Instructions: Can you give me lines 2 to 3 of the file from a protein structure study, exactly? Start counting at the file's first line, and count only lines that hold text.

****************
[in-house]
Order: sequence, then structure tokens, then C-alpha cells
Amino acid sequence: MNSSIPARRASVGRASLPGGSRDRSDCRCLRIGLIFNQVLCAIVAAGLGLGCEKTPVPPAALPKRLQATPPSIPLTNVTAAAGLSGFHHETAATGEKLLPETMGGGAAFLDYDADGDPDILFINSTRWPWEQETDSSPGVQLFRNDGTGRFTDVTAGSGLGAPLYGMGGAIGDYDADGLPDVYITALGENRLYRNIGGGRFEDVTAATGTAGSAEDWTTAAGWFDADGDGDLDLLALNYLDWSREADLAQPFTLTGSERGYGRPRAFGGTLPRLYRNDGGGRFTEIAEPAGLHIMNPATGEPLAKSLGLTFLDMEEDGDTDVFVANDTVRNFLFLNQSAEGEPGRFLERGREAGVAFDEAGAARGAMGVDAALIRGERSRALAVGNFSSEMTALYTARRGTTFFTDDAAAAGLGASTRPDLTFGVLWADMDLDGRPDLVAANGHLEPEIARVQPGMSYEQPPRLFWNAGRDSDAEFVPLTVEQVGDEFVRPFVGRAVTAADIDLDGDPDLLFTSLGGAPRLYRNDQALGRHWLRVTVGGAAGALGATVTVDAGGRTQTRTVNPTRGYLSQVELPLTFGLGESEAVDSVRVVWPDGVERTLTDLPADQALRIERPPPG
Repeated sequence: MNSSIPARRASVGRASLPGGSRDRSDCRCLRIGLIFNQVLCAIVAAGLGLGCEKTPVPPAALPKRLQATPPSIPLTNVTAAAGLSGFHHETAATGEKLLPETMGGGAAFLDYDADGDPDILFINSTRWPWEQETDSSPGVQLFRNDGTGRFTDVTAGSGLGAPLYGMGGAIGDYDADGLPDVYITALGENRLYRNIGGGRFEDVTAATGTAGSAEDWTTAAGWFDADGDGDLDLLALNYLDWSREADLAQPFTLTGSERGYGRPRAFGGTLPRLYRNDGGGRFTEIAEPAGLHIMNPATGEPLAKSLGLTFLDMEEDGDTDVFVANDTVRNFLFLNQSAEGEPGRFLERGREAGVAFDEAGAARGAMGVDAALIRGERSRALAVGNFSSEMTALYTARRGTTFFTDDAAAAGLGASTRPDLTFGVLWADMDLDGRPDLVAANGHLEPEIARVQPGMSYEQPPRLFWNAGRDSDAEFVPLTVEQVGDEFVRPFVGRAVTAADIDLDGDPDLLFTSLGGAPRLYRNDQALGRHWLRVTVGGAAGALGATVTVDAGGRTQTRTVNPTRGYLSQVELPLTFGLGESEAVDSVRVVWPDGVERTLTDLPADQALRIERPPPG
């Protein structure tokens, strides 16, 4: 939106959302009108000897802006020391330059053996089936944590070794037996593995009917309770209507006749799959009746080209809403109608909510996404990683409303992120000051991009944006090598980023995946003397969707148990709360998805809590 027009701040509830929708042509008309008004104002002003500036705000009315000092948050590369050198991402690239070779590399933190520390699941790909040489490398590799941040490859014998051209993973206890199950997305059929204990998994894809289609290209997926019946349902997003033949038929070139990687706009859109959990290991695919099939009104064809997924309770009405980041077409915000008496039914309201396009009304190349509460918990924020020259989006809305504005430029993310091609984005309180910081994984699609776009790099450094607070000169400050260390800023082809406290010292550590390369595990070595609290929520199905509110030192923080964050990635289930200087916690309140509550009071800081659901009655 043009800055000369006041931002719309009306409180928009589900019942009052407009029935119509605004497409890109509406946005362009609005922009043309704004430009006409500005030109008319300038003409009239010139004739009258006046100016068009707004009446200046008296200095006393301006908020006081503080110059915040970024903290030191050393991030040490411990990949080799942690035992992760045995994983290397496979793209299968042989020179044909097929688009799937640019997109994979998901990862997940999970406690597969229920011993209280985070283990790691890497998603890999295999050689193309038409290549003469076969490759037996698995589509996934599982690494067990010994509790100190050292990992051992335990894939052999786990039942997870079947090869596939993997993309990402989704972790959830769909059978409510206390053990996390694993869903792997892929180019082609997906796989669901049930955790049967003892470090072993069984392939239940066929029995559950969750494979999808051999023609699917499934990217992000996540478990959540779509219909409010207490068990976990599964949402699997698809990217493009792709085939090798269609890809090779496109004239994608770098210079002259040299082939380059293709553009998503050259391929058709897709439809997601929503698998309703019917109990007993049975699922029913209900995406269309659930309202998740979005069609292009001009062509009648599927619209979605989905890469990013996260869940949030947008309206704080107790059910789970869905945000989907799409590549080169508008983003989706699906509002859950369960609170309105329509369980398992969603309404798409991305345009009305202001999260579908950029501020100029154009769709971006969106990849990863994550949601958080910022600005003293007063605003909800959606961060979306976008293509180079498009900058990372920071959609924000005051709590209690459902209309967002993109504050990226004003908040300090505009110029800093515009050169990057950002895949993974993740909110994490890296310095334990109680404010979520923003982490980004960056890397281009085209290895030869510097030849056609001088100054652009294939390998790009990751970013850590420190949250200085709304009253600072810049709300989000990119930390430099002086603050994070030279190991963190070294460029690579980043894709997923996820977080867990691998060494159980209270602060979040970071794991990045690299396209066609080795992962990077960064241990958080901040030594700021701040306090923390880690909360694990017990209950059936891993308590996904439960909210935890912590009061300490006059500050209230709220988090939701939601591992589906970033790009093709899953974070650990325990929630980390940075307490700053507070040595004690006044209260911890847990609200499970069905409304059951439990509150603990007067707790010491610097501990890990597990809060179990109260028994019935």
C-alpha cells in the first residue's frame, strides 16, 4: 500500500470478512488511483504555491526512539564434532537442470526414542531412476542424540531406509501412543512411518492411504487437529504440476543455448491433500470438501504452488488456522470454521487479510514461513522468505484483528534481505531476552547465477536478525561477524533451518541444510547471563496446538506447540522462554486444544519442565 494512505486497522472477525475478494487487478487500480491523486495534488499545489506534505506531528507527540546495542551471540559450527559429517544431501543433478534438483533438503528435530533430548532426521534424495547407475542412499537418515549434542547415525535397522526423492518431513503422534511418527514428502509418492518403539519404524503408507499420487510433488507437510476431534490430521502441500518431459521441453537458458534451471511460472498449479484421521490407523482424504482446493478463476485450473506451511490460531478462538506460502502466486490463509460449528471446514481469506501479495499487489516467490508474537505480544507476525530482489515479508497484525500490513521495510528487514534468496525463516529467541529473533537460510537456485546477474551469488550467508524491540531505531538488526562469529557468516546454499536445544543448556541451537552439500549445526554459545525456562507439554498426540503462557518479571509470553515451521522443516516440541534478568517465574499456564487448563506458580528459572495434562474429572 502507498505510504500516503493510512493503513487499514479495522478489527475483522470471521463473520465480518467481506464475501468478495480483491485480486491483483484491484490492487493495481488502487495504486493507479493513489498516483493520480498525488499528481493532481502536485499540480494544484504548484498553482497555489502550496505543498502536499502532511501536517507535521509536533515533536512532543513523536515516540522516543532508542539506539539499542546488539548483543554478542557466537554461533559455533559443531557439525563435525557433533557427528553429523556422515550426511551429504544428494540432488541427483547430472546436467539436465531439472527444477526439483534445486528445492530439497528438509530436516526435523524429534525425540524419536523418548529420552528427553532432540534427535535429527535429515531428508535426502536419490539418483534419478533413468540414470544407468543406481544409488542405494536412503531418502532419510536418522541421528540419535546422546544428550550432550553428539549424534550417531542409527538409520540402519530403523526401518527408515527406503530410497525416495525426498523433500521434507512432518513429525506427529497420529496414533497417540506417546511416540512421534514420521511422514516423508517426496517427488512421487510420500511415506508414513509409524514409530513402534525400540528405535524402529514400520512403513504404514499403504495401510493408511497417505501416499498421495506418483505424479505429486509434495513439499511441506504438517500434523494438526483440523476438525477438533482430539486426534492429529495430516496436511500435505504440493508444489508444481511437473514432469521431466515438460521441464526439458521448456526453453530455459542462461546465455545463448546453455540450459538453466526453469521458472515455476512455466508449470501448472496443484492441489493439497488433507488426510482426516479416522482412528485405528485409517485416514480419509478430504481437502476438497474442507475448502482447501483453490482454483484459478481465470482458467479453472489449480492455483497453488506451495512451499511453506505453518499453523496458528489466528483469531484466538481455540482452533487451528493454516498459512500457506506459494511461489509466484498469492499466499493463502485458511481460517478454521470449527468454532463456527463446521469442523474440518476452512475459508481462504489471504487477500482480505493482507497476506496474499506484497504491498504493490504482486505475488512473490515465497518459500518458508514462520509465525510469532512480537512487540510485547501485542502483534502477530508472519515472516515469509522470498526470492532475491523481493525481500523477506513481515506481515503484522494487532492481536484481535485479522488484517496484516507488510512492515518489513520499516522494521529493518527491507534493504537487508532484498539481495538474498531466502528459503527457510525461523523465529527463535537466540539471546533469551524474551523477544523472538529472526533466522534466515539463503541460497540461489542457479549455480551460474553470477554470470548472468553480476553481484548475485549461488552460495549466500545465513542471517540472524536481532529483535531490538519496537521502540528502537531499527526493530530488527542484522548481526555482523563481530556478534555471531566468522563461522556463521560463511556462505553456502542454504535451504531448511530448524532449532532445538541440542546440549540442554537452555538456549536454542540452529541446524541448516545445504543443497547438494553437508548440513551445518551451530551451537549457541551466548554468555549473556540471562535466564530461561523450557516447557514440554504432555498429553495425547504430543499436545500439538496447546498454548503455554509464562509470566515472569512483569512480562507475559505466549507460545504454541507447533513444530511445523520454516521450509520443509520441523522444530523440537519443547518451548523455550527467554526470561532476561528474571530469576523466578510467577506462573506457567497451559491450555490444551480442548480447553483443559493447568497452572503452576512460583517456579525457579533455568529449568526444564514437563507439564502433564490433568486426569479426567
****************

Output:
Order: sequence, then structure tokens, then C-alpha cells
Amino acid sequence: MNSSIPARRASVGRASLPGGSRDRSDCRCLRIGLIFNQVLCAIVAAGLGLGCEKTPVPPAALPKRLQATPPSIPLTNVTAAAGLSGFHHETAATGEKLLPETMGGGAAFLDYDADGDPDILFINSTRWPWEQETDSSPGVQLFRNDGTGRFTDVTAGSGLGAPLYGMGGAIGDYDADGLPDVYITALGENRLYRNIGGGRFEDVTAATGTAGSAEDWTTAAGWFDADGDGDLDLLALNYLDWSREADLAQPFTLTGSERGYGRPRAFGGTLPRLYRNDGGGRFTEIAEPAGLHIMNPATGEPLAKSLGLTFLDMEEDGDTDVFVANDTVRNFLFLNQSAEGEPGRFLERGREAGVAFDEAGAARGAMGVDAALIRGERSRALAVGNFSSEMTALYTARRGTTFFTDDAAAAGLGASTRPDLTFGVLWADMDLDGRPDLVAANGHLEPEIARVQPGMSYEQPPRLFWNAGRDSDAEFVPLTVEQVGDEFVRPFVGRAVTAADIDLDGDPDLLFTSLGGAPRLYRNDQALGRHWLRVTVGGAAGALGATVTVDAGGRTQTRTVNPTRGYLSQVELPLTFGLGESEAVDSVRVVWPDGVERTLTDLPADQALRIERPPPG